It’s that time of year again. Ho-ho-ho and mistletoe!
We’re supposed to be merry.
But – with baking and cleaning and wrapping and decorating and shopping and socializing to do – who among us doesn’t have a day (or more) when we think Ebenezer Scrooge just might have been right in the first place?
The holidays don’t have to be this way.
During the holiday season, more than at any other time, less really can be more. So pour yourself a cup of tea – or maybe a glass of wine – and consider these five tips for a kinder and gentler holiday season.
Remember why we do this. Whether we celebrate Christmas, Hanukkah, Kwanzaa, or another winter celebration, we do so to remember that miracles happen. That even on the darkest nights of the year, we can light a candle and share the light. The rituals that we observe are meant to enhance this celebration, not eclipse it. So whenever you feel your chest tighten with anxiety, breathe through it and remember what really matters.
Get everyone in the family involved in the celebration. Even very young children can be included in spreading holiday cheer. Thanksgiving, with its focus on the abundance we enjoy, is a wonderful springboard to the holiday season. Keep that sense of wonder going! Go through closets and donate items you haven’t used during the year and other items you don’t need. Have the children go through their toys and books to choose items to give away to others who are less fortunate.
Give in ways that matter. Make other kinds of charitable giving a family affair, too. For older children, choose an affordable sum of money and tell each child that you will make a donation to the charity of his or her choice. Tell them they’ll need to research the charity online and explain to you what it does and why the mission is important to them. If multiple donations aren’t in the budget, then ask each family member to recommend a charity, and then vote on where the money will go this year. Younger children might enjoy sponsoring an animal at a shelter or rescue facility. Some facilities provide adoption photos and online updates, too.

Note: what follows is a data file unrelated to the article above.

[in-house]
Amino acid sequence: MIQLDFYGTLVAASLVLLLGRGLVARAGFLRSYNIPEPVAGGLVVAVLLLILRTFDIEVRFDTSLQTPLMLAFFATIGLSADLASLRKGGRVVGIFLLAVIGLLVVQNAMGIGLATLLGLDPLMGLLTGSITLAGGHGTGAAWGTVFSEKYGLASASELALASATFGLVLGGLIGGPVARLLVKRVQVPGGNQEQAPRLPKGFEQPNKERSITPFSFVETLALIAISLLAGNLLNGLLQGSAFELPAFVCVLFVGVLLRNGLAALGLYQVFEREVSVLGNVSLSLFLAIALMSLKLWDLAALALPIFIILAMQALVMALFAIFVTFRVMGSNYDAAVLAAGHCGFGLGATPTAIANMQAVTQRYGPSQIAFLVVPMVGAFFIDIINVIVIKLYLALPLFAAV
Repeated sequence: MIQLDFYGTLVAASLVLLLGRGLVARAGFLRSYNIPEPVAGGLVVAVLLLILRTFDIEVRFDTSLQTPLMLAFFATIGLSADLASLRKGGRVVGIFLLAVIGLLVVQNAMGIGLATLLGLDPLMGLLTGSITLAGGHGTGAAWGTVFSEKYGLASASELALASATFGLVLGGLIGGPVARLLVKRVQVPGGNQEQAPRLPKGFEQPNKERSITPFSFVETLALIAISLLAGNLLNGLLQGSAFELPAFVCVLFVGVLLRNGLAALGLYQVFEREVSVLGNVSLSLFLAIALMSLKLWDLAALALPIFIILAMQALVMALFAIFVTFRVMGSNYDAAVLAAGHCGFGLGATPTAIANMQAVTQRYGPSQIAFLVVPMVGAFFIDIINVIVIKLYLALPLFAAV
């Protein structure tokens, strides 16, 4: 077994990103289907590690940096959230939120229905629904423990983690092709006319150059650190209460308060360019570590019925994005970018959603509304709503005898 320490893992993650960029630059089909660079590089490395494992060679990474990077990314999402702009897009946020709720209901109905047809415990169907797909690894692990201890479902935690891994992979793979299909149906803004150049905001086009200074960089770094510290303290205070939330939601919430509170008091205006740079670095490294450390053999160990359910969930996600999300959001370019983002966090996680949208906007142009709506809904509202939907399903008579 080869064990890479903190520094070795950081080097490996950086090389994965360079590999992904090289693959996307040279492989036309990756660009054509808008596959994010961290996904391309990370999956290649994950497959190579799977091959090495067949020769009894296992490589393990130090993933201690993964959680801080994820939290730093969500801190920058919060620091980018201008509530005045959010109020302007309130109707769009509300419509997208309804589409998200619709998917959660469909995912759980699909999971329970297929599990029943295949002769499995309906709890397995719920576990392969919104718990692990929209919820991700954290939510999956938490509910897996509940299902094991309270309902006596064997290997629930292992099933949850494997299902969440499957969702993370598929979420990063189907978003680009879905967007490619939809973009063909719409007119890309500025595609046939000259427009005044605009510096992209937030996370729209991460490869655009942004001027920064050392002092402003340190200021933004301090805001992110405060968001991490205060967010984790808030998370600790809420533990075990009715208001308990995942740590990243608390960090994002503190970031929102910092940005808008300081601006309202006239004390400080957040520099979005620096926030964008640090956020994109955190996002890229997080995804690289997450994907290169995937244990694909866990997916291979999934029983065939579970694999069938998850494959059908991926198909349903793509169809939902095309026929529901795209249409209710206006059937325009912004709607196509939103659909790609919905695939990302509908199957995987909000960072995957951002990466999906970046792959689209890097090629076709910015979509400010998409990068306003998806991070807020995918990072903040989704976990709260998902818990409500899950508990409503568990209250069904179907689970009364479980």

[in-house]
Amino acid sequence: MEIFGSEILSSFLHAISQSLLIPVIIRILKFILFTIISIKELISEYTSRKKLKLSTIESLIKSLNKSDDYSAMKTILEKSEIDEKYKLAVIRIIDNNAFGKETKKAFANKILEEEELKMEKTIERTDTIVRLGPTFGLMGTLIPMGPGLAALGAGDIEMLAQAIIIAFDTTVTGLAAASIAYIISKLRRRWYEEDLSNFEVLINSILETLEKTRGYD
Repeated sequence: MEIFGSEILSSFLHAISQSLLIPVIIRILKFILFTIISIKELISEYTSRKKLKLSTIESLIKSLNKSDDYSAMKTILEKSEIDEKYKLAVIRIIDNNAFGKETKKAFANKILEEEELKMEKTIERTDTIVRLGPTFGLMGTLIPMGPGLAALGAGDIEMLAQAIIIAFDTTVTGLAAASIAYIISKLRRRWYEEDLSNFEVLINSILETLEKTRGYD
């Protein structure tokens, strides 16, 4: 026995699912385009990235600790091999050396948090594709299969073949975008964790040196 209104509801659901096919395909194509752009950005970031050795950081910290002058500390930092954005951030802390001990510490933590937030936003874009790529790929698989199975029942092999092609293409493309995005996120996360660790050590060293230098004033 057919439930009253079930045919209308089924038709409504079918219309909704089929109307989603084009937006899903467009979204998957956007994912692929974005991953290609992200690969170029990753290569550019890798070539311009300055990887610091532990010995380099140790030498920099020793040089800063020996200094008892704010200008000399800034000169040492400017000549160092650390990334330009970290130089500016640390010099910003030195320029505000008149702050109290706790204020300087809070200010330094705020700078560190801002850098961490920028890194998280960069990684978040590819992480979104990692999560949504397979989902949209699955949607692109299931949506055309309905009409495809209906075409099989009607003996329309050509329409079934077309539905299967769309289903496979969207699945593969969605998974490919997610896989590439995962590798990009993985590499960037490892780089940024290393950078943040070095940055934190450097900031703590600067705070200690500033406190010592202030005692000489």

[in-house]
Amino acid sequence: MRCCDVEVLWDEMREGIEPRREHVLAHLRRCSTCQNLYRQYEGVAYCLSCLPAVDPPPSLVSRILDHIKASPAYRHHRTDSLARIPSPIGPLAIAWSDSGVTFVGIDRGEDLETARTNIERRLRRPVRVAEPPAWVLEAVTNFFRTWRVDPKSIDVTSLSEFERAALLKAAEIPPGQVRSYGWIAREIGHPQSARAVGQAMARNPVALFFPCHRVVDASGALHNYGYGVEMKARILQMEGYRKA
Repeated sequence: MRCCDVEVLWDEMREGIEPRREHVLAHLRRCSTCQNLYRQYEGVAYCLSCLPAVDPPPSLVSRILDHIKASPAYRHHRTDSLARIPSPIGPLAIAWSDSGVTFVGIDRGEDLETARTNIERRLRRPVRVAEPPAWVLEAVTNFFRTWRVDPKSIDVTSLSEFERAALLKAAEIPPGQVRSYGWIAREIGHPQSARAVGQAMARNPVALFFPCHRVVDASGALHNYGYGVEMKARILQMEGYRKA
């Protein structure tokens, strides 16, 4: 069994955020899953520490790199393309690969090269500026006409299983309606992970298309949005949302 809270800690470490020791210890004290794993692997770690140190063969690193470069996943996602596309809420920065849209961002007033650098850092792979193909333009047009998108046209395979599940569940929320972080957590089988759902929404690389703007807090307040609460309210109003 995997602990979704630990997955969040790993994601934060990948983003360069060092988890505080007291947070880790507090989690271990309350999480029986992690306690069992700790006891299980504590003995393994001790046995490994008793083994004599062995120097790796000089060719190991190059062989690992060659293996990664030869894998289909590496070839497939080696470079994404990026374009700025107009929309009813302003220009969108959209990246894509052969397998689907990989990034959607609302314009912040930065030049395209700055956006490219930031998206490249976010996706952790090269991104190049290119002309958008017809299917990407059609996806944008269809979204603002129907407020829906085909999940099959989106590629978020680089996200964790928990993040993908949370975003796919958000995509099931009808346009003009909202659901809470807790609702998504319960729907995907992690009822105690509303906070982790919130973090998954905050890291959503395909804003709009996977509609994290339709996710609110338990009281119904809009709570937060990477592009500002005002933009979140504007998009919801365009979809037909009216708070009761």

Choose clutter-free gifts. Giving thoughtful gifts to remind folks how much we love them can be a beautiful part of the season. Think “outside the box,” literally and figuratively. A handmade item—whether it’s a knitted scarf, homemade truffles, a framed photo, or a recording of a favorite story—can be used and cherished. And experiential gifts, like a trip or lessons, won’t take up space and will open the recipient’s heart and mind.
Clear the calendar for fun. Carve out some time for family togetherness and spend it making memories. This is the most valuable gift you can give one another. Baking and decorating cookies together is a favorite holiday tradition for many families. But you might also try making your own gift wrap, using newspaper or brown paper bags and whatever art supplies you have on hand. Or snuggle in with popcorn and a stack of holiday movies on DVD. The important thing is that everyone is sharing the experience.
Deborah Long is a Senior Editor at Grandparents.com. Her best advice from a grandparent? “Books are your friends! They can take you places you couldn’t get to any other way and introduce you to people you couldn’t otherwise meet, so treat them with respect!”